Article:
Their take on Nirvana’s “Smells Like Teen Spirit” is much more successful and by far the stand out track on the album. 2Cello’s exotic, moody interpretation stays true to the original’s rock edge, but adds a classical depth and shows off the complexity and innovation of Nirvana’s songwriting.

Sony + all covers means I’m not permitted to share an mp3 or even a stream from the album, but you can hear samples at the links below…

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2Cellos - 2CELLOS (Sulic & Hauser)

2Cellos Official Site

Muruch’s Best of the Decade: Albums

In addition to my usual year end lists, I’ve also compiled Best of the Decade lists. Following are my favorite albums that were released between 2000-2009…

Muruch’s Best of the Decade: Albums

25. Muse: The Resistance

This is one of those albums that has classic potential, and I expect to move its way up the list as the years go by. A quote from my review: “Integrating classical and opera music into their theatrical electro-rock sound, Muse have created one of the most exciting song cycles I’ve ever heard.”

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24. Gaba Kulka: Hat, Rabbit

It was difficult to narrow how Gaba’s releases to just one, but I think her latest is her strongest to date. As I said when I named it #4 on my Top Albums list, it is “probably the most unusual and creative album” of 2009.

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Buy @ Artist’s Site

23. Soundtrack: Once

The soundtrack to the Irish independent film Once features The Swell Season’s Glen Hansard and Marketa Irglova. I said in my 2007 review that Hansard’s “lyrics are deeply poetic, his music is heart-wrenchingly lovely, and his beautifully raw voice conveys emotion as if the man were literally ripping his own chest open as he sings.”

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22. Antony & The Johnsons: Antony & The Johnsons

Instead of a best of 2005 list, I deemed it The Year of the Bird and that post says everything about how Antony’s music made me feel when I first heard it. While I Am A Bird Now was their more popular release, I’ve always favored their self-titled 2000 album.

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21. Pina: Quick Look

Pina sadly remains my best kept secret. I discovered her in the early aughts when a French pal shared mp3s of “I Loved the Way” and “Bring Me a Biscuit.” I also love Pina’s 2005 release Guess You Got It, but the rougher edges of Quick Look‘s production fit better with her “Gothic folk” style.

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20. Kasey Chambers & Shane Nicholson: Rattlin’ Bones

My 2008 review summed it up: “The flawless beauty of this album is almost beyond my comprehension.

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19. Hem: Funnel Cloud

I like this album even more now than when I called it a “nearly perfect album” in my 2007 review.

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18. Damien Dempsey: To Hell or Barbados

As I stated in my 2007 review, the album is a “genre-hop through folk, rock, electronica, and reggae…but the genre gymnastics still take a back seat to the stunning quality of Dempsey’s voice.”

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17. Anais Mitchell: The Brightness

My 2007 review said: “Like the greatest of classic literature, the compositions on The Brightness are the kind that softly seep through your skin and slowly make their way into your heart and mind before exploding in dazzling display of amazement.”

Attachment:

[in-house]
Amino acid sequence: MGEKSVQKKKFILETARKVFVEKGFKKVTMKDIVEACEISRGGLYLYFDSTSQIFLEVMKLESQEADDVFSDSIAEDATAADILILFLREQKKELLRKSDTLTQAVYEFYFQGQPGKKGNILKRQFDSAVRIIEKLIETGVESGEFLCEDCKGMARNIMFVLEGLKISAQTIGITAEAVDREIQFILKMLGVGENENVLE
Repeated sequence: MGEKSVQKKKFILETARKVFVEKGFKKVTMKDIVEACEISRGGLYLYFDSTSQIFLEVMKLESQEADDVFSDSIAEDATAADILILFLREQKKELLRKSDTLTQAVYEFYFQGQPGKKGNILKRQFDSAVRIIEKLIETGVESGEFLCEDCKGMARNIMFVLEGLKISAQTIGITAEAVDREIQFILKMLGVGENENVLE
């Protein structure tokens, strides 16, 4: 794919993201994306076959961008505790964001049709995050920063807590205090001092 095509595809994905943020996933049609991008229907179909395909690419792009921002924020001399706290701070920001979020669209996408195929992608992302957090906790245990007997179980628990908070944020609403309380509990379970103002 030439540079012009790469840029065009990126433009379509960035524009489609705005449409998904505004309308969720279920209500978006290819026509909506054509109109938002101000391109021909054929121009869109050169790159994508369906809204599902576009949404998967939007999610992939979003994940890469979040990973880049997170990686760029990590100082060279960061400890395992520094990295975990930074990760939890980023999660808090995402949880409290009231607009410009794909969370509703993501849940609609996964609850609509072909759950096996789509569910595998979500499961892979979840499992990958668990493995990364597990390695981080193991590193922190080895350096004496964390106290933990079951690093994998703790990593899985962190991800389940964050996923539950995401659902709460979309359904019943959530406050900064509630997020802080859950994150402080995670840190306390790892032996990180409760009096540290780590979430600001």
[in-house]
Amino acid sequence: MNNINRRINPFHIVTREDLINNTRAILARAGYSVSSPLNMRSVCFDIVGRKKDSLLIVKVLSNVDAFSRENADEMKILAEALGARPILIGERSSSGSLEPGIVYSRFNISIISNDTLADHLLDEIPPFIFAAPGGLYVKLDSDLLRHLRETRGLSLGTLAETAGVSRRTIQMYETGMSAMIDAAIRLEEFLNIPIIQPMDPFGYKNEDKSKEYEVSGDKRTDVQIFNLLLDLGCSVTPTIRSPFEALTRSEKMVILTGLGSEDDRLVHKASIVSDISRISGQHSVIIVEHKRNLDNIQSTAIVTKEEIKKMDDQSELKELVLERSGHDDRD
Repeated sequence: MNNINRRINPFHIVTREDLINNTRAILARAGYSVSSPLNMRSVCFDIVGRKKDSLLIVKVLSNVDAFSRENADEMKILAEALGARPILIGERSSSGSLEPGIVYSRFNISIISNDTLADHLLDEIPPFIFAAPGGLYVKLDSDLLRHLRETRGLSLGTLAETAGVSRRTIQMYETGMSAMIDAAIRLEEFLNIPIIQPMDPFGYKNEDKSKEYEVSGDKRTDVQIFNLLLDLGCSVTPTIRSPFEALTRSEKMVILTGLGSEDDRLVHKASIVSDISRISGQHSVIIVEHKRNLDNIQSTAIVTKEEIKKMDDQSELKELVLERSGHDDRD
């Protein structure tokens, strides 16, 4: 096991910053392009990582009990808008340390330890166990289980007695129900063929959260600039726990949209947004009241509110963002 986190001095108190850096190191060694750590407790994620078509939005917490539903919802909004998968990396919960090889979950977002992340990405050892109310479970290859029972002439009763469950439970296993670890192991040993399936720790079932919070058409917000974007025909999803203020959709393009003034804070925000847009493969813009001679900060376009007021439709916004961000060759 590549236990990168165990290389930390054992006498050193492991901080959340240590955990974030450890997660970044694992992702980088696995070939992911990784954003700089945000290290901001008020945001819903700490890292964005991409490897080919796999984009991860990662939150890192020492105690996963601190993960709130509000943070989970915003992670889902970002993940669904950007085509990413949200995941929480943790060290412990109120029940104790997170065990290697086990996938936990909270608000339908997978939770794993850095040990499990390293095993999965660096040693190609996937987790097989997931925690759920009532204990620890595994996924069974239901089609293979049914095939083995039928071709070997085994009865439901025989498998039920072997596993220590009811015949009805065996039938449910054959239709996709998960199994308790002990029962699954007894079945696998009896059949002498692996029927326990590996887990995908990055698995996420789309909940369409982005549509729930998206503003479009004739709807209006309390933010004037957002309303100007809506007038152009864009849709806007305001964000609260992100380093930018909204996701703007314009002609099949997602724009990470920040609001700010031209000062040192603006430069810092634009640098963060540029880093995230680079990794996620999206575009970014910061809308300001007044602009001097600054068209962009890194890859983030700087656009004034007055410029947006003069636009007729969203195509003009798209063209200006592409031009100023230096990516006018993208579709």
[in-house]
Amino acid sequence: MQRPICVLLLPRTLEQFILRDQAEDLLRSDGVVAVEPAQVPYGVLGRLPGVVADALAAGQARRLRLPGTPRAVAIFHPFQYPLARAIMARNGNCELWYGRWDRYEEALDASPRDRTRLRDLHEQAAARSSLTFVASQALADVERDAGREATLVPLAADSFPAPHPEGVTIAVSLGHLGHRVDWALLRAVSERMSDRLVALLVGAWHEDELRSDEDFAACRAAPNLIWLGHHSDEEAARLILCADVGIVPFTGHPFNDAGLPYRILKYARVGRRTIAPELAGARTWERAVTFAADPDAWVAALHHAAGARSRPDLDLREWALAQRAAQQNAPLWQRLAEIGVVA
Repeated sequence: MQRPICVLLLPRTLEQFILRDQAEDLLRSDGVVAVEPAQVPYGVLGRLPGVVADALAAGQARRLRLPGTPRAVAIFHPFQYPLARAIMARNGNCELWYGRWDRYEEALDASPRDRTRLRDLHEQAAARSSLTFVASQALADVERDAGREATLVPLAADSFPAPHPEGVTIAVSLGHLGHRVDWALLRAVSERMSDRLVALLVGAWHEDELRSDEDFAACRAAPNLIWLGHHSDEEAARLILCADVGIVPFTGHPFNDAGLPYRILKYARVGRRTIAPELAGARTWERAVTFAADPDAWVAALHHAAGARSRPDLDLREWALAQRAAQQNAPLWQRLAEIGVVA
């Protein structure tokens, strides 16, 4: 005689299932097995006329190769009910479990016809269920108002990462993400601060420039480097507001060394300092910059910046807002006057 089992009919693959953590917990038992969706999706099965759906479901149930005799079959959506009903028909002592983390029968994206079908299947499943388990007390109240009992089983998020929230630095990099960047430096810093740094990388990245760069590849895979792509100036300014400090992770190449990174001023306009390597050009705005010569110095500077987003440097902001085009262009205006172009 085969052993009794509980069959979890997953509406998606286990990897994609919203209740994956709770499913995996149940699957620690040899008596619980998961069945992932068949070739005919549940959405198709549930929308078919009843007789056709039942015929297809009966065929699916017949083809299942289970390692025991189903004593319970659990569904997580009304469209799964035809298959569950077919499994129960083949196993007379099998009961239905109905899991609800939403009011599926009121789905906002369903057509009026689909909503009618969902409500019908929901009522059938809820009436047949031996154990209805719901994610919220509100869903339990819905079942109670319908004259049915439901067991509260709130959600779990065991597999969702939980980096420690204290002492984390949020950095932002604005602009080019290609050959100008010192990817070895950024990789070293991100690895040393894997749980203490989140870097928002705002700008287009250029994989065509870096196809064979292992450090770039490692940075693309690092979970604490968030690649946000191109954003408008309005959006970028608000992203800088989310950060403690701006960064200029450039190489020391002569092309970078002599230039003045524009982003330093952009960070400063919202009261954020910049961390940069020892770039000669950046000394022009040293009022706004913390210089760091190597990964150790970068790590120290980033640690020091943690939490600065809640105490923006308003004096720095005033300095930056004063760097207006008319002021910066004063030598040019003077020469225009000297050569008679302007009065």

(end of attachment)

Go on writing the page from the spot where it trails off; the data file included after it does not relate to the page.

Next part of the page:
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14. Xavier Rudd: Dark Shades of Blue

Xavier has quickly become my favorite male artist in recent years, and as I said in my 2008 review: “the astounding quality of his songs make me wonder if future generations might consider Xavier Rudd to be the greatest artist of this era.”

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15. Mavis Staples: Never Turn Back

I’m almost ashamed not to put this at #1, because in many ways this is the greatest album of the past two or three decades. I simply don’t listen to it often as the albums listed below. I suppose this is because the weighty subject matter requires a certain mood. But as I said when I reviewed it two years ago: “We’ll Never Turn Back is what music should be. Gut-wrenching blues, earth shaking beats, hip swaying rhythms, deeply moving lyrics, and a rich voice that defies description.

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14. Luminescent Orchestrii: Too Hot to Sleep

I deemed 2005 “the year of the bird,” but that’s only because I didn’t hear Luminescent Orchestrii until 2007 when I said: “there’s a definite connection between their frenzied, violent approach to orchestral instruments and the punk cabaret of The Dresden Dolls, but neither description fully captures their unique and unearthly sound.

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13. Flogging Molly: Swagger

This album ushered in the Celtic Punk craze of the decade. There’s no such thing as a bad Flogging Molly album, but this one was definitely their best.

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12. Vienna Teng: Inland Territory

In my review I called Inland Territory a grand “display of Vienna Teng’s brilliance, grace, and talent.” I continue to fall more and more in love with this album with each listen.

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11. Kurt Vonnegut & Dave Soldier: Ice-9 Ballads

My #1 album of 2009. As I said in my review: “I can’t imagine a more perfect score for my favorite novel of all time.”

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10. Mary Timony: Mountains

I had never heard of former Helium singer Mary Timony until a friend sent me this album shortly after its 2000 release. Mary’s unusual mix of Medieval folk, chamber pop, and indie-rock was unlike anything I’d heard before, and it remains one of the most strangely beautiful recordings I’ve ever heard.